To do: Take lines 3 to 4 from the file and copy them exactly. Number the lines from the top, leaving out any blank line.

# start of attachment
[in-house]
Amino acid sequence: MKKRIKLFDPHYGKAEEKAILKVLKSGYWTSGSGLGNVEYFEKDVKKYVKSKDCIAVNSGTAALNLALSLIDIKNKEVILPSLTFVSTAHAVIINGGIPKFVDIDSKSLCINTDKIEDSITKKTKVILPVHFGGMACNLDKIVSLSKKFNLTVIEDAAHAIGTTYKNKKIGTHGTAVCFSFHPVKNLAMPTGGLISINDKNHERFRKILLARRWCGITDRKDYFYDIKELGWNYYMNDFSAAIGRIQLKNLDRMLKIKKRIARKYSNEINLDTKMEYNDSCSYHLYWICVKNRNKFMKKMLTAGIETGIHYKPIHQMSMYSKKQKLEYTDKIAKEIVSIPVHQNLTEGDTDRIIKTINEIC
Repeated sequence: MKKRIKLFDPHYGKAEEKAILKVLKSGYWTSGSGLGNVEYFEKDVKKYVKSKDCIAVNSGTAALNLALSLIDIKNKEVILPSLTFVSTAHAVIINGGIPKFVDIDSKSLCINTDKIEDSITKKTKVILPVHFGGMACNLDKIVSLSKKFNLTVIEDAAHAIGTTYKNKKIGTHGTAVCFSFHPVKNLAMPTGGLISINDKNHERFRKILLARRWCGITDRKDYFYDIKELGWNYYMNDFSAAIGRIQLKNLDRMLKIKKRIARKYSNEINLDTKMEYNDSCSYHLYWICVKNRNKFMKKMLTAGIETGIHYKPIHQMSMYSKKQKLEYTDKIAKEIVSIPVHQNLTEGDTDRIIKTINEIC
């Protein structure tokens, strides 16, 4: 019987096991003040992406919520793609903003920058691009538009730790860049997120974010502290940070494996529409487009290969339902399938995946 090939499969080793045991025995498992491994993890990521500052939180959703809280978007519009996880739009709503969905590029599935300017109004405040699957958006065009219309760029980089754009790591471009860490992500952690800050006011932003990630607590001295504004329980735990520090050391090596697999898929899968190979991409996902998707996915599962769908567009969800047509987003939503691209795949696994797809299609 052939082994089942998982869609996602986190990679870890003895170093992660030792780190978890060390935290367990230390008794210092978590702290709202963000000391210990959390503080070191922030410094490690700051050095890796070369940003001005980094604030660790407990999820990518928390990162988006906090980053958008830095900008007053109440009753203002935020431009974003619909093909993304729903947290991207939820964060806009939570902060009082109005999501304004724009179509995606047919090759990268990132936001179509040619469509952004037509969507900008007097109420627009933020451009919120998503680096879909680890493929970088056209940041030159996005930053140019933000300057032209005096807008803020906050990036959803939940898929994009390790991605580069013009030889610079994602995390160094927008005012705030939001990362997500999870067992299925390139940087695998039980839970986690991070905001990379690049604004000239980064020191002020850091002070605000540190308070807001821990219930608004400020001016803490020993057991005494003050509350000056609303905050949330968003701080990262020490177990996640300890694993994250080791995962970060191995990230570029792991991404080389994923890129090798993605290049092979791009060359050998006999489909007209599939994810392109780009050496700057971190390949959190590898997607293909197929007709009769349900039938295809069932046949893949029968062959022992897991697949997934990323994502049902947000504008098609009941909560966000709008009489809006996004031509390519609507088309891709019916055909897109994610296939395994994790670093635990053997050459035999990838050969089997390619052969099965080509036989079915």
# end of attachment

Repeated sequence: MKKRIKLFDPHYGKAEEKAILKVLKSGYWTSGSGLGNVEYFEKDVKKYVKSKDCIAVNSGTAALNLALSLIDIKNKEVILPSLTFVSTAHAVIINGGIPKFVDIDSKSLCINTDKIEDSITKKTKVILPVHFGGMACNLDKIVSLSKKFNLTVIEDAAHAIGTTYKNKKIGTHGTAVCFSFHPVKNLAMPTGGLISINDKNHERFRKILLARRWCGITDRKDYFYDIKELGWNYYMNDFSAAIGRIQLKNLDRMLKIKKRIARKYSNEINLDTKMEYNDSCSYHLYWICVKNRNKFMKKMLTAGIETGIHYKPIHQMSMYSKKQKLEYTDKIAKEIVSIPVHQNLTEGDTDRIIKTINEIC
């Protein structure tokens, strides 16, 4: 019987096991003040992406919520793609903003920058691009538009730790860049997120974010502290940070494996529409487009290969339902399938995946 090939499969080793045991025995498992491994993890990521500052939180959703809280978007519009996880739009709503969905590029599935300017109004405040699957958006065009219309760029980089754009790591471009860490992500952690800050006011932003990630607590001295504004329980735990520090050391090596697999898929899968190979991409996902998707996915599962769908567009969800047509987003939503691209795949696994797809299609 052939082994089942998982869609996602986190990679870890003895170093992660030792780190978890060390935290367990230390008794210092978590702290709202963000000391210990959390503080070191922030410094490690700051050095890796070369940003001005980094604030660790407990999820990518928390990162988006906090980053958008830095900008007053109440009753203002935020431009974003619909093909993304729903947290991207939820964060806009939570902060009082109005999501304004724009179509995606047919090759990268990132936001179509040619469509952004037509969507900008007097109420627009933020451009919120998503680096879909680890493929970088056209940041030159996005930053140019933000300057032209005096807008803020906050990036959803939940898929994009390790991605580069013009030889610079994602995390160094927008005012705030939001990362997500999870067992299925390139940087695998039980839970986690991070905001990379690049604004000239980064020191002020850091002070605000540190308070807001821990219930608004400020001016803490020993057991005494003050509350000056609303905050949330968003701080990262020490177990996640300890694993994250080791995962970060191995990230570029792991991404080389994923890129090798993605290049092979791009060359050998006999489909007209599939994810392109780009050496700057971190390949959190590898997607293909197929007709009769349900039938295809069932046949893949029968062959022992897991697949997934990323994502049902947000504008098609009941909560966000709008009489809006996004031509390519609507088309891709019916055909897109994610296939395994994790670093635990053997050459035999990838050969089997390619052969099965080509036989079915």